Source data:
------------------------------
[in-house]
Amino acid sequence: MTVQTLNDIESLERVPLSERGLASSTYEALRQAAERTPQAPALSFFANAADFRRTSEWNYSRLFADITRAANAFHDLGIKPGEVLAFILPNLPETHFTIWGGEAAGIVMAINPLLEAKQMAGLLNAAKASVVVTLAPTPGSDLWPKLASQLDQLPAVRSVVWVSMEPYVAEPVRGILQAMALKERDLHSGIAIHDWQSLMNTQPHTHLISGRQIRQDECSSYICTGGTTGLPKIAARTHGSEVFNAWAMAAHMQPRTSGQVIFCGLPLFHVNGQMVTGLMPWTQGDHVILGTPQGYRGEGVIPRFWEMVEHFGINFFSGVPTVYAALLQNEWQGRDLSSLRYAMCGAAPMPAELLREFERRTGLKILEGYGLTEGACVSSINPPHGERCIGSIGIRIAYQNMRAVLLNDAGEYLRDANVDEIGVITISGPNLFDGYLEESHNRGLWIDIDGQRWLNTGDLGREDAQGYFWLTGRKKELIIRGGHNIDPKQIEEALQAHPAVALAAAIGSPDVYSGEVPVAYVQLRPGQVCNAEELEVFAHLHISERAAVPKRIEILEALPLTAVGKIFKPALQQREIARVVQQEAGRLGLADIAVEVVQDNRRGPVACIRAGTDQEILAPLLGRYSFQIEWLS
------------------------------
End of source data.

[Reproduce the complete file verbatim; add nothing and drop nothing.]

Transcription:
[in-house]
Amino acid sequence: MTVQTLNDIESLERVPLSERGLASSTYEALRQAAERTPQAPALSFFANAADFRRTSEWNYSRLFADITRAANAFHDLGIKPGEVLAFILPNLPETHFTIWGGEAAGIVMAINPLLEAKQMAGLLNAAKASVVVTLAPTPGSDLWPKLASQLDQLPAVRSVVWVSMEPYVAEPVRGILQAMALKERDLHSGIAIHDWQSLMNTQPHTHLISGRQIRQDECSSYICTGGTTGLPKIAARTHGSEVFNAWAMAAHMQPRTSGQVIFCGLPLFHVNGQMVTGLMPWTQGDHVILGTPQGYRGEGVIPRFWEMVEHFGINFFSGVPTVYAALLQNEWQGRDLSSLRYAMCGAAPMPAELLREFERRTGLKILEGYGLTEGACVSSINPPHGERCIGSIGIRIAYQNMRAVLLNDAGEYLRDANVDEIGVITISGPNLFDGYLEESHNRGLWIDIDGQRWLNTGDLGREDAQGYFWLTGRKKELIIRGGHNIDPKQIEEALQAHPAVALAAAIGSPDVYSGEVPVAYVQLRPGQVCNAEELEVFAHLHISERAAVPKRIEILEALPLTAVGKIFKPALQQREIARVVQQEAGRLGLADIAVEVVQDNRRGPVACIRAGTDQEILAPLLGRYSFQIEWLS